(CNN) -- London's new superyacht hotel is so enormous that when it first arrived in the city, authorities had to lower the water level by five meters just to fit it under a bridge.
They even took the mast off the whopping vessel so it could squeeze underneath a motorway, with a gasp-inducing five centimeters to spare.
The mast has now been reattached -- not that this five-storey floating hotel is going anywhere soon -- it doesn't even have an engine.
"It took two weeks to tow it here from Finland," explains Elzbieta Nowacka, Sunborn events and sales manager, during a tour of the 102-meter-long boat.
"To install an engine would have cost another £25 million ($44 million), so it was built without one on purpose."
Float your boat
The swanky superyacht now sits on the banks of east London's Royal Victoria Docks, and come late August it hopes to open its 136 rooms to the public, costing between $300 and $1,600 per night.
Originally floating in conjunction with a luxury spa hotel in Finland, the vessel was given a refurbishment and tugged to the UK -- at a total cost of $67 million.
"You cannot refer to these rooms as simply cabins," says Nowacka, opening the door to one of the top-of-the-range executive suites, featuring its own sauna and a balcony big enough for 20 people.
"Not everybody can afford to go cruising on a superyacht, so this is a way of giving them a taste of how it could be."
Stepping inside the plush lobby I'm greeted with a golden staircase, the twinkling light from the water outside reflected on its buffered surface.
"A lot of people say it reminds them of the Titanic staircase," says Nowacka.
"We've had quite a few requests from clients for Titanic-themed events," she adds, without a hint of irony.
In a place with some of the most expensive property prices in the world, the Sunborn Superyacht Hotel has turned its gaze to London's many waterways -- and it's not the first European city in the company's sights.
The company opened its $200 million Gibraltar hotel earlier this year, moored in the tiny territory located off the southern tip of Spain. There are also plans for another five-star ship in Barcelona.
"I think it is definitely the future of design, because there are so many cities with large marinas and rivers that could be used as well," said Nowacka.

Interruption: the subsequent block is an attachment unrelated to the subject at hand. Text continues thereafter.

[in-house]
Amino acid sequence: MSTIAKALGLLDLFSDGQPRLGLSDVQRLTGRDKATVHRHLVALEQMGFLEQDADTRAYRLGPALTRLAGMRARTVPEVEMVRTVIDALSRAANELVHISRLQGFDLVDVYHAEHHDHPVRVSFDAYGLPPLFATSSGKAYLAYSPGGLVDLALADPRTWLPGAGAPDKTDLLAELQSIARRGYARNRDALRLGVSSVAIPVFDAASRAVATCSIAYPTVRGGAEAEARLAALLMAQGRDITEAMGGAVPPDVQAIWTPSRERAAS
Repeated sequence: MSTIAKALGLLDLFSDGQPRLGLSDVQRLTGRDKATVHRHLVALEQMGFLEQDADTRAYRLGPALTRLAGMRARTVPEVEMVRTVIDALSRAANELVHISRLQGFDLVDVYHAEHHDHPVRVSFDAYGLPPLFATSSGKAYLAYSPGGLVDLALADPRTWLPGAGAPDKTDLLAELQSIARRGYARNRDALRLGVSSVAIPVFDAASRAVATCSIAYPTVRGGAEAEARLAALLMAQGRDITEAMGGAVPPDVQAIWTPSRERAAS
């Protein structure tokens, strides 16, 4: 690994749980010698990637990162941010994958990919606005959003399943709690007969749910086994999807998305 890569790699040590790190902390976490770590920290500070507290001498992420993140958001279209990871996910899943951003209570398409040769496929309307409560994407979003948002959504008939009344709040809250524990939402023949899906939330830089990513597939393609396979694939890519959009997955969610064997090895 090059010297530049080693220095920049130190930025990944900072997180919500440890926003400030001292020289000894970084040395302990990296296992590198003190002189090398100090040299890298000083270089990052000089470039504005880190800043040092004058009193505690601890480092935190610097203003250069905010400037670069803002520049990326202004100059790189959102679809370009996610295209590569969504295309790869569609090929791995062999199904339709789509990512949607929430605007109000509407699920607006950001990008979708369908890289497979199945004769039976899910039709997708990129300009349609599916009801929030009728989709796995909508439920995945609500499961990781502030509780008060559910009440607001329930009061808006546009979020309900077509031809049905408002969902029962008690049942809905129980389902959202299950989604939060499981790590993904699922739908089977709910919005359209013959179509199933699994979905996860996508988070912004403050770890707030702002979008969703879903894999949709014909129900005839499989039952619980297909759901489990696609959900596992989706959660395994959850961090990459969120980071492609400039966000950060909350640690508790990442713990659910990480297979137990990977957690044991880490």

"You can see it especially in central London, where we are running out of space in terms of building new hotels."
The London berth has been leased for the next 15 years, with views of looming skyscrapers, and the low roar of airplanes from nearby City Airport overhead.
Step out onto the decking and it almost feels as though the planes are about to land right on board, and Nowacka is quick to point out the double-glazed windows render it silent inside.
The hotel itself is attached to the land by two huge supporting arms, and connected to the electricity and sewerage mains.
"You cannot feel any movement, maybe eight millimeters, but it's impossible to feel seasick," says Nowacka, as we take in the view from the third-storey deck, the summer glare bouncing off the water.
Energized East End?
Decades ago, this part of London was a very different place.
What was once one of the busiest ports in the world had become a deserted wasteland by 1980.
So much so that the grim image of a ruined city was the perfect setting for Stanley Kubrick's 1987 Vietnam war film "Full Metal Jacket."
It wasn't until the London Docklands Development Corporation redeveloped the site towards the end of the decade -- including the financial hub of Canary Wharf -- that the area was reborn.
"This superyacht hotel creates a new set of symbols for the area -- in terms of the wealth it represents, it's a huge change, " said Georgina Young, senior curator at the Museum of London.
"Now it's all about service and luxury, so it's a very different idea of the Docklands. Much like London itself has moved from an industry economy to a service-based economy."
Gazing across the skyline from the sunlit deck of the multimillion-dollar superyacht hotel, the East End of old feels very far away indeed.